Stack Overflow is a community of 4.7 million programmers, just like you, helping each other.

Join them; it only takes a minute:

Sign up
Join the Stack Overflow community to:
  1. Ask programming questions
  2. Answer and help your peers
  3. Get recognized for your expertise

I am still fighting my battle against my low IQ :D This is the usual infamous cycle with closures:

function r(){
  var a = [];
  var i;

  for(i=0;i<10;i++){
    a[i]=(function(x){
      return function(){return x;}
    })(i);
  return a;
}

This is quite clear to me now. In order to understand closures better, I played with the code and came up with:

function r(){
  var a = [];
  var i;
  for(i=0;i<10;i++){
    a[i] = (function(){
      var x=i;
      return function(){return x;}
    })();
  }

  return a;
}

Is my code fully equivalent?

Merc.

share|improve this question
up vote 2 down vote accepted

Is my code fully equivalent?

Yes.

I find it slightly easier to read the second way, because it saves having to look to the end of the immediately-executed function to find out what's passed in as a parameter (not that that's a big problem with short functions like this), but the first way is more compact and probably more common so...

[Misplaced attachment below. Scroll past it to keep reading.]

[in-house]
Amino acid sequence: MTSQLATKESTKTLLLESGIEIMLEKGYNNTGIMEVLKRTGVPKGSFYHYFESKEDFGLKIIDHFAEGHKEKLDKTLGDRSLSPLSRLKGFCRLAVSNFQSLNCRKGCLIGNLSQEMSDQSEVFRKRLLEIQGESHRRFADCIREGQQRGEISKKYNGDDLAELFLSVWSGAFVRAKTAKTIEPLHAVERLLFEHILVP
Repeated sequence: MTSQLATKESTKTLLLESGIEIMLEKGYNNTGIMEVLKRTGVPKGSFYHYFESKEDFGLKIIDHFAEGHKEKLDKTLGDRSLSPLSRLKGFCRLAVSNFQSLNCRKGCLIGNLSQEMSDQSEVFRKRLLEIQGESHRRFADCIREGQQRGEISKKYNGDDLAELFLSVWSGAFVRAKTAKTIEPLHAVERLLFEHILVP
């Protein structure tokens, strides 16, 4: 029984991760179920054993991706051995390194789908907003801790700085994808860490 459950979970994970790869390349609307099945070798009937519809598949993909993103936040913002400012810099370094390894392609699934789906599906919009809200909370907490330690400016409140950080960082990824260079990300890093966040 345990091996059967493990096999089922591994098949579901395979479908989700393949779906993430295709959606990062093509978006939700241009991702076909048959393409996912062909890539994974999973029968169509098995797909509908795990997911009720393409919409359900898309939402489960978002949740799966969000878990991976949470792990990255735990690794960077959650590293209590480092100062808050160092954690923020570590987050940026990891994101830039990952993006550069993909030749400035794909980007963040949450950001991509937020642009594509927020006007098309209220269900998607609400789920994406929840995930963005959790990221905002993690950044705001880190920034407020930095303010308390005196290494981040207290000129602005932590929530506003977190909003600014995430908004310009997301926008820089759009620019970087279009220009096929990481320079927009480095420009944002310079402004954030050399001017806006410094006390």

share|improve this answer

I guess you didn't try them, the first one doesn't even work! Use firebug to test your code. Here is a version of the first example which actually doesn't give errors:

function r() {
    var a = [];
    var i;

    for (i=0; i<10; i++) {
        a[i] = (function (x) {
            return function () { 
                return x; 
            }
        })(i);
    }
    return a;
}

So, after adding the missing closing brace, they are equivalent, they build an array of functions that return the numbers from 0 to 9, they don't build an array of numbers from 0 to 9. So for example, calling r()[5](); returns 5 (is the sixth element of the array).

share|improve this answer
2  
It was probably just a typo... – Felix Kling Oct 31 '11 at 7:52
    
+1 "Also the second one is broken, so yes, they are equivalent, they both don't work." lol'ed so hard. – helpermethod Oct 31 '11 at 7:53
    
@OliverWeiler yes it was a joke, but I was wrong, so quickly edited to fix my mistake. – stivlo Oct 31 '11 at 7:58

Your Answer

 
discard

By posting your answer, you agree to the privacy policy and terms of service.

Not the answer you're looking for? Browse other questions tagged or ask your own question.